Proenza Schouler Makes Chains Look Like Yarn, Wool Look Like Armor

There's a feeling one gets when you're watching a Proenza Schouler show, whether through a screen or in real life, that makes you want to reach out, stop the models, and get a good handle for what you're looking at. The clothes might look stunning from afar, but they'll take your breath away up close. This time, Jack McCollough and Lazaro Hernandez really stretched the limits of what fabrics could be, and it took all the will in us not to grab at the clothes as they passed us by.
This time around, you won't find the boisterous print-mixing, colors, and layering of years past, but instead, you get new fabric weaves, advances in material technologies, and small details you really need to get up close and personal to appreciate. At first glance, that knit may look like a metallic-painted yarn, but upon closer inspection, it's actually rows of delicate chains. That pebbled sweater with subtle flocking? It's actually layers of leather flecked with laser cutouts. Lace seemed to be made with sea sponge and brain coral; stiff shell coats were actually made of soft, felted wools; and tweeds looked like the macro-version of fibers you'd see through a microscope. This visual juxtaposition is part of Proenza Schouler's genius and is really a more nuanced, sophisticated way of propelling fashion forward than just debuting a new skirt length (though, they do plenty of that as well).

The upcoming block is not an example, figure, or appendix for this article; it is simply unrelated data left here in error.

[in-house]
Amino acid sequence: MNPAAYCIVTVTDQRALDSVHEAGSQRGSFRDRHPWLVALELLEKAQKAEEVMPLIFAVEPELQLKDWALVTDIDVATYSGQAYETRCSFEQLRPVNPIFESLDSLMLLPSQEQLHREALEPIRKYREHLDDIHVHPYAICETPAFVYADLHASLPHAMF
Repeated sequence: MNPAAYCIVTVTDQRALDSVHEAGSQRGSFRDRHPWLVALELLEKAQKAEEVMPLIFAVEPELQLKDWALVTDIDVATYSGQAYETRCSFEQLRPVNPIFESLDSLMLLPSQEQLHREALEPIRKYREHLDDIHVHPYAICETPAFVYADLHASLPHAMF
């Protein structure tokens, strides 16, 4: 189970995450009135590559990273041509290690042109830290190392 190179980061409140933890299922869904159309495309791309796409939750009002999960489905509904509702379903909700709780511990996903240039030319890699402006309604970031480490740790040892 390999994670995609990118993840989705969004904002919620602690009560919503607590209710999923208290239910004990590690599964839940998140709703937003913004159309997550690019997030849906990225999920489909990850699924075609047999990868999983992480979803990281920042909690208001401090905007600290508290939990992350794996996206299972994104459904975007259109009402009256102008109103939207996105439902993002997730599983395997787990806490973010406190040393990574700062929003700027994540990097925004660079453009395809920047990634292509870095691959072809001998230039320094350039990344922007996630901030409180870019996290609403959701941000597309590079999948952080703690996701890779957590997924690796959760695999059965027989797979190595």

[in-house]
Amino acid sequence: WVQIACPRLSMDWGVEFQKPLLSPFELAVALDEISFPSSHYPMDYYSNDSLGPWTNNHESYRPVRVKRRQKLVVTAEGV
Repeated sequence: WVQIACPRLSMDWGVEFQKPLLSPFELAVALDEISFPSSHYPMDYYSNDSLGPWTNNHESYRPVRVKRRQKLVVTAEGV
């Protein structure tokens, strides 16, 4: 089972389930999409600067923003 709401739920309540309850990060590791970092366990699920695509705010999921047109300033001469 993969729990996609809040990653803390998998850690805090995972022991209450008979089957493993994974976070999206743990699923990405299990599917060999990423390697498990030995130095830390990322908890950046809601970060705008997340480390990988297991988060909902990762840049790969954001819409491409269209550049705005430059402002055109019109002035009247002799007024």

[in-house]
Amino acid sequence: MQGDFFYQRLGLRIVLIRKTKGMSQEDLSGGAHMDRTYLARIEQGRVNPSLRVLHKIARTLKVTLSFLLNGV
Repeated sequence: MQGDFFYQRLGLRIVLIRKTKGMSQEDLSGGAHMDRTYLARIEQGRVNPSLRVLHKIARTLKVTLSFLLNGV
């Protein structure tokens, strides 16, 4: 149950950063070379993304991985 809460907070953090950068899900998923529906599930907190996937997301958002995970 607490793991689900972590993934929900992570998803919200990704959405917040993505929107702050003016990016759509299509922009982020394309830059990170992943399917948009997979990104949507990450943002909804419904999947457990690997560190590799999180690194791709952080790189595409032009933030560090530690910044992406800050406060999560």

Grab a closer look in our slideshow, ahead.
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